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HENNING – Danville resident Kenneth Kuhn, who was born and raised on a farm in Nebraska, is looking forward to checking out the harvesting machinery at this year's Farm Progress Show.
That is, if he can find the time.
Kuhn, along with about 120 others from Emmanuel Lutheran, Trinity Lutheran and Bethel Lutheran churches in Danville and Good Shepherd Lutheran Church in Hoopeston, expects to be busy flipping hamburgers and sliding hotdogs onto buns in one of the show's numerous food tents.
FISHER – In the market for a nice used organ? How about a fire escape, a basketball hoop or a gym floor?
Fisher Grade School will sell those items and many, many more, including hundreds of old-fashioned desks, at an auction Saturday, Oct. 18, that begins at 10 a.m. at the old school on School Street.
The transformation from the old JC Penney store to the new one at Market Place Mall in Champaign is getting under way. Plans are to open the new store next spring.
Market Place General Manager Randy Tennison said the mall has a signed lease with JC Penney, which is returning to the same space at the mall it vacated three years ago. Tennison said he expects demolition work at the site to begin this week.
The idea of using public transportation doesn't sit well with Felicia Gray.
"I don't take the bus," the University of Illinois freshman said with a look of disgust at the mere thought. "I don't like it, and I never had to take it."
URBANA – Even a donation of a few dollars to a charitable organization can make a difference.
That's the message the University of Illinois is sending its employees as it kicks off its annual Campus Charitable Fund Drive on Tuesday. Its goal this year is to raise $1 million.
CHAMPAIGN – Two years after the death of their mother, the children of Linda L. Smith are haunted with questions.
Officially, the manner of death for the 59-year-old Champaign woman remains "undetermined."
HENNING – Within a few months, farmland north of Henning has been transformed from fields of corn to a city of tents. People are zipping around on ATVs, polishing tractors, hanging banners and installing an 85-foot-tall pole topped with a 15,000-pound Kinzie grain cart.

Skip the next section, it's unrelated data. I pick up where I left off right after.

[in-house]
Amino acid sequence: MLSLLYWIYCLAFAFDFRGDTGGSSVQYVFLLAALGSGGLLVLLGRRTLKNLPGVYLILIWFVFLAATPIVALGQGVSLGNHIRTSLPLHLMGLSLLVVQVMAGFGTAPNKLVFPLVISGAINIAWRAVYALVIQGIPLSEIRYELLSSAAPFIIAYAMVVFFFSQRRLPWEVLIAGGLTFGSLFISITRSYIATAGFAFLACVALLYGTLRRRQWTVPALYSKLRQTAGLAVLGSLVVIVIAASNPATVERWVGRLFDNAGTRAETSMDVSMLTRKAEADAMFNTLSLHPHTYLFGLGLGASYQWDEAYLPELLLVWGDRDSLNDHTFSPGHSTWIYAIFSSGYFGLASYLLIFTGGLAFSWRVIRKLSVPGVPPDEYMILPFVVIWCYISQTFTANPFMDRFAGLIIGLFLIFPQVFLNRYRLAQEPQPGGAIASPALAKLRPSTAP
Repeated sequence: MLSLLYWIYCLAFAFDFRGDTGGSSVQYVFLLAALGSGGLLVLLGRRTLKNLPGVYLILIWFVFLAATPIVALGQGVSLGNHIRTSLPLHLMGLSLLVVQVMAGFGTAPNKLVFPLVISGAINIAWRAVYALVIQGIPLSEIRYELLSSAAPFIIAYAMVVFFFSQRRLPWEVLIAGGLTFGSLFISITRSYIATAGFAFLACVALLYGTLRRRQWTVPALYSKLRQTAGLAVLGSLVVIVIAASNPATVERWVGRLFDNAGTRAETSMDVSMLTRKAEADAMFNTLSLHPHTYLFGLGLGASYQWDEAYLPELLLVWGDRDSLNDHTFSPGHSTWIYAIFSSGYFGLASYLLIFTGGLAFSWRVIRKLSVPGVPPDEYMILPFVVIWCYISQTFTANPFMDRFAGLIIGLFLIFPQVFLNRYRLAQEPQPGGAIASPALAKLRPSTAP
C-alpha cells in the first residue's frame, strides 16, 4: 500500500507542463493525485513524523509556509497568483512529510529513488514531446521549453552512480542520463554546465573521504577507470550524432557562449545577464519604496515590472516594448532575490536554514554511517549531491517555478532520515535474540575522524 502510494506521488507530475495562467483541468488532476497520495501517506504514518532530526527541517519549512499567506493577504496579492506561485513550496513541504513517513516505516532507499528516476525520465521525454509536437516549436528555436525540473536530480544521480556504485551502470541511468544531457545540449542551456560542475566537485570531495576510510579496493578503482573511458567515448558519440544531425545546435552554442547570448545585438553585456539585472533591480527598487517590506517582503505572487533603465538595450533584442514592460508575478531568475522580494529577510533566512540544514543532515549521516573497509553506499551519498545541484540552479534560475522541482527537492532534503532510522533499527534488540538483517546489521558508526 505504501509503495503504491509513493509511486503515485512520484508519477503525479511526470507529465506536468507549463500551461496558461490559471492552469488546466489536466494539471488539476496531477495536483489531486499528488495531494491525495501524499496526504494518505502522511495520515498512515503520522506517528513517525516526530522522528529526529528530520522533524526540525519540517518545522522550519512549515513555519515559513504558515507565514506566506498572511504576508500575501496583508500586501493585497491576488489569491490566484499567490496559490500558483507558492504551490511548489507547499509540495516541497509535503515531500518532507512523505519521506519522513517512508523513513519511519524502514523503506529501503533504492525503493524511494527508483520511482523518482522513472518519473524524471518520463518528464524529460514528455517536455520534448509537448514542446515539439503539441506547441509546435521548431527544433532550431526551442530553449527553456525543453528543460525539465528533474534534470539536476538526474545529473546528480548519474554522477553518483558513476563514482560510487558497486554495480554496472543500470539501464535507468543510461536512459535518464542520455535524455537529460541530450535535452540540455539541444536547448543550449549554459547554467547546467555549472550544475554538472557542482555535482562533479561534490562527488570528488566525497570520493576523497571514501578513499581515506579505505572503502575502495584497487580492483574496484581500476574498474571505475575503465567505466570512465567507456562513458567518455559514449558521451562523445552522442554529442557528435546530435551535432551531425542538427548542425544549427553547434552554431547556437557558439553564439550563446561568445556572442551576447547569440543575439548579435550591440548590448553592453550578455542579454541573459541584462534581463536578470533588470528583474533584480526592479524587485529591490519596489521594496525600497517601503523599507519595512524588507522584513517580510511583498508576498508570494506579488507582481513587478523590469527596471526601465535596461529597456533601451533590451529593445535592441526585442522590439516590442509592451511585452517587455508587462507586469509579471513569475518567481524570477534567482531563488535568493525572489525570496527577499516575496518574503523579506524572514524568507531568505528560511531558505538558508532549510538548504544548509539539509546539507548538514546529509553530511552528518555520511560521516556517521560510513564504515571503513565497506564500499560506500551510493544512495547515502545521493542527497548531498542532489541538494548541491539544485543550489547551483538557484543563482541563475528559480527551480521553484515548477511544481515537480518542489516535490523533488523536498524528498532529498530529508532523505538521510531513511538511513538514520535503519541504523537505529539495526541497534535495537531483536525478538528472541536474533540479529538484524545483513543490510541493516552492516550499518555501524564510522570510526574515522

The Super Bowl of farm shows sure has come a long way since its debut 50 years ago.
CHAMPAIGN – Linda Moore steers students who enter Parkland College with academic deficiencies down the right track for future classroom success.
Moore and other counselors, teachers and tutors work with new Parkland students who can't pass college-entry-level assessment tests – typically in reading, writing or mathematics – to correct their deficiencies, support their adjustment to college life and help solve personal problems that might interfere with work they do in the classroom.
HENNING – A parade of more than 200 antique tractors led by WGN farm broadcaster Max Armstrong and a Melvin teen-ager badly injured in an accident set the pace Saturday for the 2003 Farm Progress Show next week.
It wasn't a very fast pace – the old tractors don't cover ground very quickly, and the 15-mile trip took three hours – but it was just the right pace for the opening event for the 50th Farm Progress Show which will open Tuesday and continues Wednesday and Thursday.
Randy Bost was enjoying a steady career in sales for a waste recycling company in Auburn, Ala., which he described as quite fun. But he knew it wasn't his ideal job, so Bost switched to teaching at age 41.
"I knew I was going to fulfill that dream one day," the first-grade Robeson Elementary School teacher said with a drawl. "This is for me. It's what I wanted to do."